The Bakers’ union is to disaffiliate from Labour, saying the party has “travelled away” from the aims and hopes of working class organisations.
The Bakers Food and Allied Workers Union was a founding union of the Labour Party. After 119 years it has now voted to disaffiliate from the Labour party, accusing Starmer of a “factional internal war”.
In a statement released this afternoon, it berates Sir Keir Starmer for failing to engage with issues such as workers’ wages, the widespread use of food banks and for failing to provide leadership amid the current fuel crisis.
The union, which has been affiliated with Labour for 119 years, said: “The decision taken by delegates who predominantly live in what’s regarded as Labour red wall seats shows how far the Labour party has travelled away from the aims and hopes of working class organisations like ours.”
The statement continued: “We need footballers to campaign to ensure our schoolchildren get a hot meal. Workers in our sector, who keep the nation fed, are relying on charity and goodwill from family and friends to put food on their tables. They rely on help to feed their families, with 7.5% relying on food banks, according to our recent survey.
“But instead of concentrating on these issues, we have a factional internal war led by the leadership. We have a real crisis in the country and instead of leadership, the party’s leader chooses to divide the trade unions and the membership by proposing changes to the way elections for his successor will take place.
“We don’t see that as a political party with any expectations of winning an election. It’s just the leader trying to secure the right wing faction’s chosen successor.”
BFAWU emphasised that far from leaving the political scene, it intends to become more political and battle for £15 per hour for all workers, the abolition of zero hours contracts and an end to a lower minimum wage for young people.
In 2015, The Bakers Food and Allied Workers Union were leading campaigners for the £10 an hour minimum wage. Rightly so in 2021 they now advocate a £15 minimum wage. In view of the fact, the nearest General election would be 2024 and the Tories have already announced the living wage will be £10.50 it seems the right and natural policy for Labour to campaign on.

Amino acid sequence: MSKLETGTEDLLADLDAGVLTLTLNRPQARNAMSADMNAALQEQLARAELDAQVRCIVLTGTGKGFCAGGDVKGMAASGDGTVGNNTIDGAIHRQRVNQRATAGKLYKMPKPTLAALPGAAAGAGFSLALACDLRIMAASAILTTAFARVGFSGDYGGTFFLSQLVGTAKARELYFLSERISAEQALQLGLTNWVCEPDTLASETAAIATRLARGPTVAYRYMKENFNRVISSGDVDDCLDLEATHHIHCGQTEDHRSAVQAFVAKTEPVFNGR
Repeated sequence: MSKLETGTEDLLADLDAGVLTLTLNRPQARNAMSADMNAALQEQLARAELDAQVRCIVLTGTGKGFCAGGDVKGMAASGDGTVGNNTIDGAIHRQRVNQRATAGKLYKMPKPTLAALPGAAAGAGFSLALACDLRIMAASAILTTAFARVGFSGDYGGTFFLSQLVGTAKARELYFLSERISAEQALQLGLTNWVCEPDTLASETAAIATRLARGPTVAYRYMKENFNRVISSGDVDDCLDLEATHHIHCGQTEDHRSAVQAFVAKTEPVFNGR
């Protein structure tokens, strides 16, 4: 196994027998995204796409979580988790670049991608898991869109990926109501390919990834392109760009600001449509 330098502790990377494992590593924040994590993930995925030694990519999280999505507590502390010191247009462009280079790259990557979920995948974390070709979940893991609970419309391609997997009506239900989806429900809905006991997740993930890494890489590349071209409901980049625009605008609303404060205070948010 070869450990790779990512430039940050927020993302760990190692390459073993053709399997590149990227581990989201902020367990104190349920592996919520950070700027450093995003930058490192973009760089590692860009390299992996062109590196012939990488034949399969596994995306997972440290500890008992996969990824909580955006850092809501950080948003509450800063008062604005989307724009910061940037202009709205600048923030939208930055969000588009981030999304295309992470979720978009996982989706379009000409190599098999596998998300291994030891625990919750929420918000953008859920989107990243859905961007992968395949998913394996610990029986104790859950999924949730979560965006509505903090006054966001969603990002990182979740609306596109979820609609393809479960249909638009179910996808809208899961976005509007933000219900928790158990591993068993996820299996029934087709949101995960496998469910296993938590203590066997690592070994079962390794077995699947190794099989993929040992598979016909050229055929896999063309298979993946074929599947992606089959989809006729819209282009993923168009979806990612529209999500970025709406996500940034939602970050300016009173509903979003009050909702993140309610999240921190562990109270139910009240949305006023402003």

Labour conference backs £15 minimum wage and sick pay at living wage
Ironically again the members have spoken, conference backed the £15 an hour.
Delegates at Labour’s annual conference have voted for a motion committing the party to raising the minimum wage to £15 per hour following the resignation of Andy McDonald who said he was told to argue against the policy.
After a debate at the conference centre in Brighton this afternoon on the motion, which also committed Labour to raising statutory sick pay to a living wage, the party’s annual gathering backed the policy via a show of hands.
The current minimum wage is £8.91 per hour for those aged 23 and over, £8.36 for those aged 21 and 22, and £6.56 for 18 to 20-year olds. Labour has committed to raising the legal minimum to £10 per hour, as confirmed in its employment rights green paper published over the weekend.
Labour is not bound by policy passed at its annual conference – even if motions are passed unanimously. It is Labour’s national policy forum (NPF) and ‘Clause V’ meeting before an election that decides which parts of the party programme are included in the manifesto.
Earlier on Tuesday BFAWU general secretary, Sarah Wooley, expressed dismay at not being called to contribute to the Right to Food debate.
The campaign highlights the difficulty food workers, who the union represents, are facing in feeding themselves.
Wooley wrote in a tweet: “Extremely disappointed not to have been able to contribute to the #RightToFood debate this morning on behalf of @bfawuofficial at #Lab21. Our members have kept the nation fed through the pandemic and deserve a voice.”
The threat of disaffiliation has been brewing for some time. In August, BFAWU national president Ian Hodson was threatened with expulsion from the Labour party because he was listed as a patron of Labour Against the Witchhunt – an organisation recently proscribed by the party – but which he has not had any dealings with since 2017.
No ifs or buts people deserve a real wage they can live on pic.twitter.com/uIbITe4rTH— Ian Hodson (@IanBFAWU) September 28, 2021